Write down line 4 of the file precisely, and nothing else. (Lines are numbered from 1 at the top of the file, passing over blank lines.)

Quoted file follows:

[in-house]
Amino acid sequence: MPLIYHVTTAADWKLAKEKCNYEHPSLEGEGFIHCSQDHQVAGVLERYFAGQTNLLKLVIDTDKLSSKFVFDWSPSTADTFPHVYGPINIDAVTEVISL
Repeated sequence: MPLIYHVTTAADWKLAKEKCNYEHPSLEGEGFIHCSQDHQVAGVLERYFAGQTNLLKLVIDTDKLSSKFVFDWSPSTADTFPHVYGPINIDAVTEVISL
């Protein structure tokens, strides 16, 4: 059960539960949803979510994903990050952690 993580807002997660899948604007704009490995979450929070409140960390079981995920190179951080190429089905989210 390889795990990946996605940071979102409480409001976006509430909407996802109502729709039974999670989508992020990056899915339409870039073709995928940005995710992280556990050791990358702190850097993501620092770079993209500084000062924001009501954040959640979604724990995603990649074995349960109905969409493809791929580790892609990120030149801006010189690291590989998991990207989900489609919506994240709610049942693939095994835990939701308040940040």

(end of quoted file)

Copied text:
């Protein structure tokens, strides 16, 4: 059960539960949803979510994903990050952690 993580807002997660899948604007704009490995979450929070409140960390079981995920190179951080190429089905989210 390889795990990946996605940071979102409480409001976006509430909407996802109502729709039974999670989508992020990056899915339409870039073709995928940005995710992280556990050791990358702190850097993501620092770079993209500084000062924001009501954040959640979604724990995603990649074995349960109905969409493809791929580790892609990120030149801006010189690291590989998991990207989900489609919506994240709610049942693939095994835990939701308040940040």